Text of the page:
(Warning: what you are about to read is almost entirely stream-of-consciousness with a bit of editing because I myself couldn’t follow my own train of thought at times. It jumps from topic to topic, idea to idea, but hey, at least you’ll get to experience a few minutes inside my head. Good luck and enjoy!)

I just read an article on Slate about Bridge to Terabithia. While the article itself was a decent read, it really got me thinking about some things. I read this book in 4th grade and it’s probably one of the few books that I do remember from that early in my school years. It was definitely one of my favorites from that time (probably because I was one of 4 kids in my class who got to read it…we were “advanced”) right along side A Wrinkle in Time. What struck a chord with me, however, was not the fact that the underlying themes of the story were far more complex than I remember understanding them as a 4th grader, but that one of my all-time favorite books is being reduced (yes, reduced) to a movie.

10 years after I read the book (and 30 years since it was published) it’s finally being made into a movie. While I love that such a quality book is being adapted to the big screen, I wonder how beneficial that really is. I suppose it’s the same for any book-to-film project, but I guess this particular book’s meaning to me is forcing me to question the decision, and the practice of turning books into movies in general. Granted, turning the book into a film will spread its reach, bring the book to new generations, and basically immortalize it, but at the same time it seems to me that adapting the book to film seems like it will take away from the imagination-stretching aspects of Bridge to Terabithia. Part of the wonder of the book is imagining just what Terabithia looks like. Picturing the old rope hanging over the water. Creating Jess and Leslie in your head. THAT is the magic of the story. The message is great, but even more importantly, I think, is its ability to exercise your imagination. With everything so graphic these days, I wonder if we’re doing some sort of disservice to the younger generations. They don’t have to imagine anymore, everything is spelled out right before their eyes in their video games and TV shows.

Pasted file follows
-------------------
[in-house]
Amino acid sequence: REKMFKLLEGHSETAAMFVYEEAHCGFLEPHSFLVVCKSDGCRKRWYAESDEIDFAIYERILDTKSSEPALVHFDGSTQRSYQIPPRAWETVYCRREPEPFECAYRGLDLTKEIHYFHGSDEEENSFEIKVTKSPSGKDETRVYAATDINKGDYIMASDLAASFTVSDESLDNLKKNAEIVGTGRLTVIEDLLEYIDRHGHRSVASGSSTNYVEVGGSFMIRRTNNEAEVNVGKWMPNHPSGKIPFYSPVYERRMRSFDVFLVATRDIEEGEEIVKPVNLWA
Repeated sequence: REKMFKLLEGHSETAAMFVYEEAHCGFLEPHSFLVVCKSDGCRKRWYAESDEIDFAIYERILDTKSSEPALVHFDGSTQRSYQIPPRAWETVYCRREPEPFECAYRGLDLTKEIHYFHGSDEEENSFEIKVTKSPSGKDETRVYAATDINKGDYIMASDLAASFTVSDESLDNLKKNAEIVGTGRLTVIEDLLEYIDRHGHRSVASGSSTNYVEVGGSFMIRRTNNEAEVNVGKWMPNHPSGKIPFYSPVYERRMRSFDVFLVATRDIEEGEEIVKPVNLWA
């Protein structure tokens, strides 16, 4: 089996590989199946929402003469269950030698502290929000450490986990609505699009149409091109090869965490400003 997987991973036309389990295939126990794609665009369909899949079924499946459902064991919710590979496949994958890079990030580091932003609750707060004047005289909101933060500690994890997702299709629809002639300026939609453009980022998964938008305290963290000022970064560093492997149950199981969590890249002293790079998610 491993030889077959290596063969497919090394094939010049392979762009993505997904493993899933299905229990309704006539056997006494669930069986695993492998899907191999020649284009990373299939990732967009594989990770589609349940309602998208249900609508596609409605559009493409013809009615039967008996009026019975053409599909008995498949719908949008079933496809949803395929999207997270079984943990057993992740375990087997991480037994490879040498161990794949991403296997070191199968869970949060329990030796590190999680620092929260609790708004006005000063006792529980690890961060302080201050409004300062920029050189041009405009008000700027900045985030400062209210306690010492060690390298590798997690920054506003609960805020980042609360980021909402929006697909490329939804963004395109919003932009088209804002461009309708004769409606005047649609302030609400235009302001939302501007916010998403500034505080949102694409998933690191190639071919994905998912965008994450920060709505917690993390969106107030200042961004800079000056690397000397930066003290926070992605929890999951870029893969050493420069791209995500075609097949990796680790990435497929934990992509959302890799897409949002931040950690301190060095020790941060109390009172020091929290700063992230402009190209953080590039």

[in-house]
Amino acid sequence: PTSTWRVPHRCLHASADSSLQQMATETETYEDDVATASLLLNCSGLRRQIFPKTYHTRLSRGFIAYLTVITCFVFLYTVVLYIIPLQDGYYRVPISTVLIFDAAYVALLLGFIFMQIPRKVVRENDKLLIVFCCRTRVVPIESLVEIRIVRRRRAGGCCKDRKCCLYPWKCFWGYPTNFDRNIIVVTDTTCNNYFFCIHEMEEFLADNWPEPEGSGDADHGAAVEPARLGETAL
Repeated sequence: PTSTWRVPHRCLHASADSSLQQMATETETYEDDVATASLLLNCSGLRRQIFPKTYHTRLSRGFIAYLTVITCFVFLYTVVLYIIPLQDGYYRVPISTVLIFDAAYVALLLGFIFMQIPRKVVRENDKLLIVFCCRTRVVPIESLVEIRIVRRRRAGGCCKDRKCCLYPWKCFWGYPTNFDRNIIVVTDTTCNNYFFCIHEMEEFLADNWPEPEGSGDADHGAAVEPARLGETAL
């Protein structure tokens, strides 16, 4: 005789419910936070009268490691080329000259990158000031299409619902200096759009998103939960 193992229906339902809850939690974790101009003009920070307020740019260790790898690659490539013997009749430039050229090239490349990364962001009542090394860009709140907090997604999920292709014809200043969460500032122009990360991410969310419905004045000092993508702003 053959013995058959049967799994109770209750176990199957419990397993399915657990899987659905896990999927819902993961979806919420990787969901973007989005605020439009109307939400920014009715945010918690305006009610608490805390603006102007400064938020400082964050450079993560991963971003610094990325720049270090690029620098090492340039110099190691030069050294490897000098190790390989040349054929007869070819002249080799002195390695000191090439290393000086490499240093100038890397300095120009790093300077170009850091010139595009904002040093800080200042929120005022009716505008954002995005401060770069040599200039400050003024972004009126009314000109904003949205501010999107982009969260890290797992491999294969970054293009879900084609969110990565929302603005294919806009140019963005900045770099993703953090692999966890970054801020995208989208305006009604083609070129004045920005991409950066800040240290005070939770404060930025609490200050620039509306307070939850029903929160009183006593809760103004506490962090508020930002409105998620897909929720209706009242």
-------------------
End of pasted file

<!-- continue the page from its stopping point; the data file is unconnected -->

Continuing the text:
I suppose I’m just a little upset that kids today won’t have the opportunity to think for themselves what Terabithia, or ever Hogwarts, looks like. Most of the fun of reading a book is to be taken away to that place, to sail down the Mississipi with Huckleberry Finn, to walk through Diagon Alley with Hagrid, or to feel the presence of the “Dark Thing” in A Wrinkle In Time. Most of the best stories of my childhood (and the childhoods of generations before me) have been reduced to just a bunch of pixels dashing across a big screen. I think we’re setting ourselves up for a generation of people who aren’t able to imagine, be creative, or heck, even problem solve.

I remember being in 3rd grade and doing a report on Aretha Franklin and Duke Ellington. This was before the age of “Let me just Google it”. I did have a computer, but I’m pretty sure it was still a dot-matrix printer and well, Aretha doesn’t look very good in 8-bit. I remember my mom going to the High School library for me and finding pictures of Aretha and Duke in an encyclopedia or something. In order to put them on the same page of my report, I had to transfer the photos onto tracing paper, flip it, and then transfer it back to my report page. Now THAT is problem solving. As much as I absolutely LOVE technology, I do find myself questioning its ubiquity and its impact years from now. There are times where I wish I could just unplug completely – no email, no cell phone, no TV, just me and a book, or me and a piece of paper, but even those few hours of being disconnected would set me back even further in keeping up with the fast pace of life.

I guess what I’m trying to say is that while I love technology, I really hope it doesn’t take over EVERY aspect of life. Some things should just be left to the way they used to be. Although technology is making our lives easier, I sometimes miss the times when our lives were simpler.